What support do children need this summer?

On 18th March 2021, Dr Kelly Morgan attended the International Public Policy Observatory on COVID-19 roundtable discussing summer support programmes for schoolchildren. She reports back on the conclusions reached

Kelly Morgan | Cardiff University | DECIPHer
Dr Kelly Morgan

On behalf of DECIPHer, I attended the International Public Policy Observatory‘s latest roundtable event discussing how summer support programmes for schoolchildren should best be designed and structured. Over 40 attendees across the UK attended the event, with representation from academics, policy makers and practitioners.

During the event we discussed three key questions:

· What does the evidence tell us about what should be done during the summer holidays?

· Which of these actions should be prioritised, and for which groups?

· What is the best mix of national and local action to make this happen?

In terms of what should be done, discussions centred around opportunities for children to engage in unstructured activities providing play, physical activity and healthy food. The role of existing summer holiday provisions was noted as key, with a need to capitalise on existing community links and share learnings across nations. The School Holiday Enrichment Programme (SHEP) in Wales was noted as an example of good practice, with a number of schemes running across Wales and the programme expanding each year.

In light of the past year and COVID-19 constraints placed on children’s daily lives, the need for space to socialise with friends and reconnect was considered paramount.’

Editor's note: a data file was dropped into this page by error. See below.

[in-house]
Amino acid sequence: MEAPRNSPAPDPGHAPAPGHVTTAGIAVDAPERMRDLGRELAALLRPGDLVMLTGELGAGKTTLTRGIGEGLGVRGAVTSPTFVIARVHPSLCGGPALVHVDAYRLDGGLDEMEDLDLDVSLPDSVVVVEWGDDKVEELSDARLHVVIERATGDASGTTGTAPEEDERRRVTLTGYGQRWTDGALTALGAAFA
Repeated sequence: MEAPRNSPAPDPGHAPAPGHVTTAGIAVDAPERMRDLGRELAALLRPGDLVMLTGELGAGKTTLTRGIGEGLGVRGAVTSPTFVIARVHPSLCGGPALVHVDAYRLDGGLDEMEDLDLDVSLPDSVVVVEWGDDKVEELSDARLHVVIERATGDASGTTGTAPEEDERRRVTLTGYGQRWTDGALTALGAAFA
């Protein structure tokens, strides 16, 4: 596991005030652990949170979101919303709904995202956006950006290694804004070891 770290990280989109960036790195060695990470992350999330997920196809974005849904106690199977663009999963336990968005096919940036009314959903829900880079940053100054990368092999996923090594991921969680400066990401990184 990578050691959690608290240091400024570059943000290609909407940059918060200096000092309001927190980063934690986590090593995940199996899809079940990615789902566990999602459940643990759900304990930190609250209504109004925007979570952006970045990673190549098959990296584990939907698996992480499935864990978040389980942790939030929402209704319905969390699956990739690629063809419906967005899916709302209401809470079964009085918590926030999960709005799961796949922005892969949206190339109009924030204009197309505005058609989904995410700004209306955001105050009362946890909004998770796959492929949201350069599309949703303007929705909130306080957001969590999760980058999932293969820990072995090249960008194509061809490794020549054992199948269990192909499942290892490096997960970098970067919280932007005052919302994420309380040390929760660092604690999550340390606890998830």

Impacts of the pandemic on children’s physical health and mental wellbeing were discussed as food security, increasing sedentary lifestyles and general worries and concerns continue to present important challenges. Particular challenges relating to children across the age ranges were also debated, with impacts on language developments, confidence and key life skills and missed opportunities during transition phases (e.g. from primary to secondary school or transition to further education).

A lot of debate took place around the focus on ‘catch-up’ with a need to allow children the freedom to enjoy socialising and play without the pressures of catching up on the missed time for education (i.e. not filled with extra lessons). In light of the past year and COVID-19 constraints placed on children’s daily lives, the need for space to socialise with friends and reconnect was considered paramount. Opportunities for teachers and parents to have the time and space to recover was also noted.

Since the event, a short policy note has been released outlining seven guiding principles to underpin the UK’s approach to supporting our children this summer:

1. A ‘summer reset’ should be a national priority

2. Summer programmes should not look like school

3. The programmes should be locally-led

4. The programmes should be nationally supported

5. They should be open to all children, but focused on the most disadvantaged

6. Programmes must closely involve parents and volunteers

7. A ‘plan B’ is also needed, in case of further lockdown restrictions

More about the IPPO policy note and the seven guiding principles can be read here. Thanks to IPPO for inviting me to be part of this vital and, hopefully, restorative process.

Kelly Morgan is a Research Fellow at DECIPHer. The substantive focus of her research is the improvement of the health and well-being of children and young people. More information on The School Holiday Enrichment Programme (SHEP) can be found here and her previous work on summer holidays and mental health here.

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